I love Jonathan Schell’s books on nuclear weapons, The Fate of the Earth (1982) and The Seventh Decade (2007). In the same clear, unabashed style, he throws down big knowledge about the News Corp phone-hacking scandal.
The Murdochs call News Corporation a journalistic enterprise. In fact, it is, first, an entertainment company, with the bulk of its revenue coming from its film and television holdings. Second, and more importantly, it is a propaganda machine for right-wing causes and political figures.
This is News Corporation’s main face in the US, in the form of Fox News, whose hallmark has been relentless propagation of right-wing ideology. Whereas political propaganda had once been the domain of governments and political parties, Fox News is formally independent of both – though itoverwhelmingly serves the interests of America’s Republican Party.
In Britain, News Corporation has been creating a sort of state unto itself by corrupting the police, assuming police powers of surveillance, and intimidating politicians into looking the other way. In the US, it has behaved similarly, using corporate media power to breathe life into a stand-alone political organization, the Tea Party.
All of this is far removed from what a journalistic organization is supposed to do. Journalism’s essential role in a democracy is to enable people to fulfill their roles as citizens by providing information about government, other powerful institutions, civil movements, international events, and so on. But News Corporation replaces such journalism with titillation and gossip, as it did when it took over the 168-year-old News of the World and turned it into a tabloid in 1984, and with partisan campaigns, as it did when it created Fox News in 1996.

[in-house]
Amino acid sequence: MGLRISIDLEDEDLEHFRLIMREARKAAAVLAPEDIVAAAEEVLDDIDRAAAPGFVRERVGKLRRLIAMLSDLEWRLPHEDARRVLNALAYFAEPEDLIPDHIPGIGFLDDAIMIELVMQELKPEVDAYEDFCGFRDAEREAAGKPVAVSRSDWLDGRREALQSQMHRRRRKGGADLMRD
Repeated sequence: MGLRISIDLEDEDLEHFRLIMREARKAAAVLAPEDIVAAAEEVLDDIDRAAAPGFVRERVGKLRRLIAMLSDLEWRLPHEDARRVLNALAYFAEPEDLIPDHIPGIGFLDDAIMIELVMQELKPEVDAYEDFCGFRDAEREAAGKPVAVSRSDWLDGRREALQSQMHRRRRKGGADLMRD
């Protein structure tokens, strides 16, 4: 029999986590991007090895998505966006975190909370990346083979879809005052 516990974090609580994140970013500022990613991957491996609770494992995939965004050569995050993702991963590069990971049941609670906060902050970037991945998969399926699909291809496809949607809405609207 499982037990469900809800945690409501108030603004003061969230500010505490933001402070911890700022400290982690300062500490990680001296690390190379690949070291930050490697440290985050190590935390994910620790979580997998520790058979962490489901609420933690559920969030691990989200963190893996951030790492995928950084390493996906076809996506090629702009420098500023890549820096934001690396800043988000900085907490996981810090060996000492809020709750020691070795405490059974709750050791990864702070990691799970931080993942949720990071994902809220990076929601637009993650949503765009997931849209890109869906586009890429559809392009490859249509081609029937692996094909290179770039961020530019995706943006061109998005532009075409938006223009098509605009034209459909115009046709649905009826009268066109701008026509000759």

Not surprisingly, at Fox News, as at many other News Corporation outlets, editorial independence is sacrificed to iron-fisted centralized control. News and commentary are mingled in an uninterrupted stream of political campaigning. Ideology trumps factuality. And major Republican figures, including possible contenders for the party’s presidential nomination, are hired as “commentators.” Indeed, its specific genius has been to turn propaganda into a popular and financial success.
Given The News of the World’s profitability, no one should be surprised if the Murdochs have been replicating their sunken British flagship’s reprehensible behavior elsewhere. But, whatever else is revealed, the UK phone-hacking scandal is of a piece with the Murdochs’ transformation of news into propaganda: both reflect an assault on democracy’s essential walls of separation between media, the state, and political parties. The Murdochs are fusing these entities into a single unaccountable power that, as we see in Britain today, lacks any restraint or scruple.